Still, that’s where we’re headed. We haven’t yet reached the point at which people in outlying areas whose homes lose electrical power in a storm are quietly informed that they will have to pay the full cost themselves if they want power back, or told that they’ve been put on a list and it may take weeks or months or years before their turn comes up. Still, given the increasingly long delays in restoring power after increasingly frequent weather-related disasters—well, the Bob Dylan line is inescapable: you don’t need a weatherman to know which way the wind blows.  The same wind from a different quarter is blowing through the lives of all those jobless Americans who are losing their unemployment benefits and dropping off the far end of the nation’s joblessness statistics; nonpersons in very nearly an Orwellian sense, they’ve been tossed out of our imaginary happy land of fake magic into a harsher world.  That world is waiting for the rest of us, too, and we’ll each arrive there sooner or later.

Getting ready for that harsh transition, it seems to me, is one of the crucial tasks facing any thoughtful person in our time. It’s not going to be easy, quick or cheap, and a great many of those people who are busy finding reasons why they should cling to their fake magic just that little bit longer are, I’m afraid, going to find it very awkward to discover that the time they spent doing that would have been better spent acclimatizing themselves to the post-fairy tale world.

One of the more useful tools for that task, as I’ve suggested more than once in these essays, is magic—the old art and science of causing change in consciousness in accordance with will, the stuff that I wrote about in my recent book The Blood of the Earth, the stuff that the fake magic of wand-waving movie stars is meant to imitate.  It’s not the only important tool that will be needed, to be sure, but it has something significant in common with every one of the other things that belong on that list:  they all require hard work. You can’t just plant some magic beans in the garden and expect someone or something else to make things happen.  You can’t wait for the authorities to take care of it, because they won’t; you can’t wait for some inventor somewhere to solve the problem for you, because it’s not a problem that can be solved, and the inventors are too busy daydreaming about flying cars to get around to it anyway; you can’t wait for the Rapture or the Singularity or the space brothers or something to make it all go away, because it’s only modern culture’s monumental sense of entitlement that makes people think that some supernatural agency is going to come at a run to bail them out of the consequences of their own actions.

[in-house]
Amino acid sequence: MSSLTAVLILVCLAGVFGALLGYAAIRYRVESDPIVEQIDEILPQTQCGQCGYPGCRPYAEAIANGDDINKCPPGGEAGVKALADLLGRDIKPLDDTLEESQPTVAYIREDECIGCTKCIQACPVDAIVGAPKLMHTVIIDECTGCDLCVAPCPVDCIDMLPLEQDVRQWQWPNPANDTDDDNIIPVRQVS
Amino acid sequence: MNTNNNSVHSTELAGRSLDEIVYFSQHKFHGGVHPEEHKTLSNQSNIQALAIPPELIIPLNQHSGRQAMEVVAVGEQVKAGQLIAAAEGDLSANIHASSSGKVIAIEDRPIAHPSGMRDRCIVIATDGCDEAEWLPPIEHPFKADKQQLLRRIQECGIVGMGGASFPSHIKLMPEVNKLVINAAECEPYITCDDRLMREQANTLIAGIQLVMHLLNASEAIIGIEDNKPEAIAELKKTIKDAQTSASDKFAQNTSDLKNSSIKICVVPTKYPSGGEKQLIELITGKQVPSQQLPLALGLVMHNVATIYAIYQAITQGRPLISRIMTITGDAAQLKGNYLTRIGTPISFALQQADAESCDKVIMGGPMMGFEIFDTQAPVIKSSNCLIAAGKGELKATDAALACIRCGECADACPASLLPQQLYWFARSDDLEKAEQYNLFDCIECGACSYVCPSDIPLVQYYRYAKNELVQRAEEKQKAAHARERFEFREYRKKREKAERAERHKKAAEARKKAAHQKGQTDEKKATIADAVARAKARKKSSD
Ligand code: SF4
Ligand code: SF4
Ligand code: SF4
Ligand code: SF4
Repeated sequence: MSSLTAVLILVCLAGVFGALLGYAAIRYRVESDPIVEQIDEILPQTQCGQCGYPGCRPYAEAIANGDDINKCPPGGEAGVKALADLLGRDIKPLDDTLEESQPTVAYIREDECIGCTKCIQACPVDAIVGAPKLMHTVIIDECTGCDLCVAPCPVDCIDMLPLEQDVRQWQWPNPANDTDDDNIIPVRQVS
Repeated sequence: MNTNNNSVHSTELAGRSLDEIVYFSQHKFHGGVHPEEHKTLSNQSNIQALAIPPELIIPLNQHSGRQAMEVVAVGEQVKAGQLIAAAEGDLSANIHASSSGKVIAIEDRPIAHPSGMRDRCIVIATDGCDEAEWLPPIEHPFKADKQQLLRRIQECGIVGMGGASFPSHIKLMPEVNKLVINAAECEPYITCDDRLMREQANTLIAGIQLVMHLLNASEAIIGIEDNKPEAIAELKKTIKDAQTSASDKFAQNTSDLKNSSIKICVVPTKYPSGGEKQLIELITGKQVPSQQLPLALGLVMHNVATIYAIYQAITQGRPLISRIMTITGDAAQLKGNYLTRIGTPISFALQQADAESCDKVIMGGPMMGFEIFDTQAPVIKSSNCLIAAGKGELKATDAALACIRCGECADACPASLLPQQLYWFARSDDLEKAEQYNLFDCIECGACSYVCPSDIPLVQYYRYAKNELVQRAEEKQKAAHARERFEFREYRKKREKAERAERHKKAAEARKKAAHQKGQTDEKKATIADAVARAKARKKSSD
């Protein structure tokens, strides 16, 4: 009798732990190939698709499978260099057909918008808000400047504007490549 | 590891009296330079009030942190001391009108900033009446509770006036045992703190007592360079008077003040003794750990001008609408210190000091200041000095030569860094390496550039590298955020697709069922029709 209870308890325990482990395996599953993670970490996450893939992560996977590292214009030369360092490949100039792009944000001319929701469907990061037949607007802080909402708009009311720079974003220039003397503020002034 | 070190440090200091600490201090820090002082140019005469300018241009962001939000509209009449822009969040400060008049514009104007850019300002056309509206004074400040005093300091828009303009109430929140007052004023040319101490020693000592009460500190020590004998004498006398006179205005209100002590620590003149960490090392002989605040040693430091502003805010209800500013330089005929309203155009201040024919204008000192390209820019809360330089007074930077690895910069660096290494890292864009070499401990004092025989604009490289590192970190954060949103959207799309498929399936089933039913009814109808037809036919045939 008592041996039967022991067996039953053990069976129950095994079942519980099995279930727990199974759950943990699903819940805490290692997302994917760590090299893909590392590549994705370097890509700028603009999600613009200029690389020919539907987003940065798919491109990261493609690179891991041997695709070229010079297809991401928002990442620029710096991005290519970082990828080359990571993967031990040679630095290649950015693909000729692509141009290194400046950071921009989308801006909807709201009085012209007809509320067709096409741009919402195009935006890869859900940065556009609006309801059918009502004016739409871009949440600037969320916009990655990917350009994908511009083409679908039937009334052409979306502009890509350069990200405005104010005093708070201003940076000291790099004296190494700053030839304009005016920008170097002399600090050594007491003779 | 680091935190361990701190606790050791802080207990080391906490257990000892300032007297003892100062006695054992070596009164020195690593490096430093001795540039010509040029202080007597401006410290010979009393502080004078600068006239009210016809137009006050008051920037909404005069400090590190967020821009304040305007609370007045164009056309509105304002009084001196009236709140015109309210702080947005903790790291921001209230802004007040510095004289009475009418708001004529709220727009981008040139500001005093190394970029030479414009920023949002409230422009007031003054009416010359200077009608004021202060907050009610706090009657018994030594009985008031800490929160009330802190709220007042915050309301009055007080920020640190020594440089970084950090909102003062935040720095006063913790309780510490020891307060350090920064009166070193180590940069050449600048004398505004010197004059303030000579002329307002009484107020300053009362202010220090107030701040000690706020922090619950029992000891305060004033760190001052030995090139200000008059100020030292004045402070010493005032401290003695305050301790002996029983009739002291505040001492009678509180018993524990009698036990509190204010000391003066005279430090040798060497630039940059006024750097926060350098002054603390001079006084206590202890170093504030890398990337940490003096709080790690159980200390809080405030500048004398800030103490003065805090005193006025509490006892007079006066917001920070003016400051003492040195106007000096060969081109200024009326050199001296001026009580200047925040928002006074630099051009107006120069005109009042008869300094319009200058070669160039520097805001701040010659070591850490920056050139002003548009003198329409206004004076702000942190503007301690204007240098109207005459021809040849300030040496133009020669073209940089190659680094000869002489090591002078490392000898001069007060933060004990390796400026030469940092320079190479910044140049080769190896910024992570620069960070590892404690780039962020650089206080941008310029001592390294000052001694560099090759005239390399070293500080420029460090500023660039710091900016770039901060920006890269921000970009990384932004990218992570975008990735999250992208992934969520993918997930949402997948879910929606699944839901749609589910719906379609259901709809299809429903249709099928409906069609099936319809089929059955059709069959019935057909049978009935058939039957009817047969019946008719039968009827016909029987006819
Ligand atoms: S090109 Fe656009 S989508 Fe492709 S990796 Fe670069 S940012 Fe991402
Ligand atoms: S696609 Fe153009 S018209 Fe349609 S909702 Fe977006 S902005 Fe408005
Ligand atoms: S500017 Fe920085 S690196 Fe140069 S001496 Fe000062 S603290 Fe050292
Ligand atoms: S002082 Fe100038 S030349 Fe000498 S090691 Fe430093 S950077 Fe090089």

That is to say, if you’re waiting for any of these things, you’re relying on the wrong kind of magic.

Now there are plenty of things that individuals can do right now to make it easier for themselves, their families, and their communities to make the shift to what I’ve called the post-fairy tale world. I wish Kunstler had put a little more of his book into talking about those options; it’s important to try to shake people out of the delusion that everything’s going to be just fine if we just have faith in progress or what have you, but it seems to me that it’s at least as important to give those who do wake up some alternative to the paralyzing despair that comes so easily to those who have been taught all their lives that the only alternative to business as usual is misery and mass death. Even so, Too Much Magic is a useful glance across the topography of the postpeak world in which we now live.

Speaking of books, I mentioned a while back—it was in a discussion of After Oil: SF Visions of a Post-Petroleum World, the forthcoming anthology of peak oil science fiction written by readers of this blog—that if anybody ever decided to create a magazine for post-peak SF, there would be no shortage of talented writers to fill its pages. I’m delighted to say that the challenge has been taken up. Post Peak Fiction, edited by Arwen Hubbard, is a new quarterly magazine with exactly that focus. Hubbard is currently offering subscriptions and soliciting donations via this link on, and is also inviting story submissions via the magazine’s website. I’d encourage readers who enjoyed the story contest, and want to see more of the same, to help get this project under way.

End of the World of the Week #29

"The battle to feed all of humanity is over. In the 1970s hundreds of millions of people will starve to death in spite of any crash programs embarked upon now." Those two sentences opened Paul R. Ehrlich’s 1968 bestseller The Population Bomb, a book that proclaimed in strident terms that with three billion human beings on the planet, overpopulation had gone too far, and mass death in the very near future was the inevitable result.

It was a popular belief at the time, and fed into a great many then-current predictions of imminent doom, not to mention such dystopian films as 1973, Soylent Green. For that matter, it’s all but certain that in the long run population levels on the far side of three billion will prove to be hopelessly unsustainable, though the exact mechanisms by which the excess will be reduced may be rather more complicated and prolonged than Ehrlich proposed. Still, the point that a great many of Ehrlich’s fans have tried to evade since the 1970s is simple enough: his prediction was wrong. The global death toll from starvation during the 1970s was not that much greater than it had been during the 1960s, and world population continued to climb past three billion to its present seven billion without triggering any of the catastrophic scenarios Ehrlich detailed.

—for more failed end time prophecies, see my book Apocalypse Not